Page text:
Again, you want to discredit the disciples writings wheemn they were hand picked by Jesus himself. Your assertion that they are not accurate is to call Jesus himself a flake and a liar. Give my your explanation of why Jesus would allow his disciples to run around and teach false doctrine in his name???? without correcting them?? It is not possible and you are just searching for an excuse.

    • http://www.facebook.com/people/Cameron-McIntyre/1740381990 Cameron McIntyre

      You are taking the Matthew verse outta context. The previous verses are about hypocrisy and judgement. Maybe the swine are the Pharisees, both ancient and modern.

    • Passer-by

       
      Leviticus 11:9-12 (KJV)

       9These shall ye eat of
      all that are in the waters: whatsoever hath fins and scales in the
      waters, in the seas, and in the rivers, them shall ye eat.  10And
      all that have not fins and scales in the seas, and in the rivers, of
      all that move in the waters, and of any living thing which is in the
      waters, they shall be an abomination unto you:  11They shall be even an abomination unto you; ye shall not eat of their flesh, but ye shall have their carcases in abomination.  12Whatsoever hath no fins nor scales in the waters, that shall be an abomination unto you.So if you’ve eaten shrimp, you’ve sinned as much as a homosexual. Don’t pick and choose your verses.

      • Drew

        Homosexuality is mentioned again in Romans… unless you are a liberal that reinterprets it, then it is nowhere to be found in the NT.

        • http://www.nightphoenix.com Amaranth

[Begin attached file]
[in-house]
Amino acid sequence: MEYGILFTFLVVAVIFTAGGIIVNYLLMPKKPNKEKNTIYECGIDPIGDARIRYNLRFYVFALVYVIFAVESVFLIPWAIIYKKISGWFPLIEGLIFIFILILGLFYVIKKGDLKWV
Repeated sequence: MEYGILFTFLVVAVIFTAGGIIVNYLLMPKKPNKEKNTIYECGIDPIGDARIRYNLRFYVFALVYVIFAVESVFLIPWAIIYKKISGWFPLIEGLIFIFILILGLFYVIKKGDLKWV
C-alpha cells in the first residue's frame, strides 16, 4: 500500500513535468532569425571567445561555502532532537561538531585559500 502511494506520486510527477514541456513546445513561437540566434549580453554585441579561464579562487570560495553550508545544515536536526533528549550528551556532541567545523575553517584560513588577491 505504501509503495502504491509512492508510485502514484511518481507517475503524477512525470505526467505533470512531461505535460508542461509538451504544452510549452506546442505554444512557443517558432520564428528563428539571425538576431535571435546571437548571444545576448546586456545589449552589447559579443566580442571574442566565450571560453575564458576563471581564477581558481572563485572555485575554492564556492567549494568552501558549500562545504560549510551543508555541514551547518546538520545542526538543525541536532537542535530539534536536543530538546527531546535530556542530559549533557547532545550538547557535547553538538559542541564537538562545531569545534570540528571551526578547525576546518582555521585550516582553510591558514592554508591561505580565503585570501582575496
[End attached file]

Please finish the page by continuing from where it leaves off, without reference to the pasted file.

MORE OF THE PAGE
Rampant lust amongst practicing idolators is mentioned in the New Testament. So is the practice of men having sex with young boys.

          I suppose I, poor misguided liberal that I am, must have missed the verse that specifically condemns the actions or existence of two consenting adults of the same sex who live together in a monogamous relationship.

          • Drew

            Yes, poor misguided political liberals who love the world and not the Word to read Romans 1:26-27 differently than others.  Thank you for admitting it.

          • Anonymous

            What’s wrong with loving the world? Your God does. Says so in John 3:16-17.

            “For God so loved the world, that he gave his only begotten Son, that whosoever believeth in him shall not perish, but have everlasting life. For God sent not his Son into the world to condemn the world, but that the world, through him, might be saved.” (KJV)

          • Drew

            I find it tragic and sad that so many on the Red Letter Christian website know so little of the Bible.

            1 John 2:15 says this – “Do not love the world or anything in the world. If anyone loves the world, the love of the Father is not in him.”  This is what I meant.

  • http://twitter.com/michaeljkimpan michael j. kimpan

    excellent post, derek. really appreciate your thoughtful approach to such a divisive issue in the church. POWERFUL.

  • Drew

    Derek,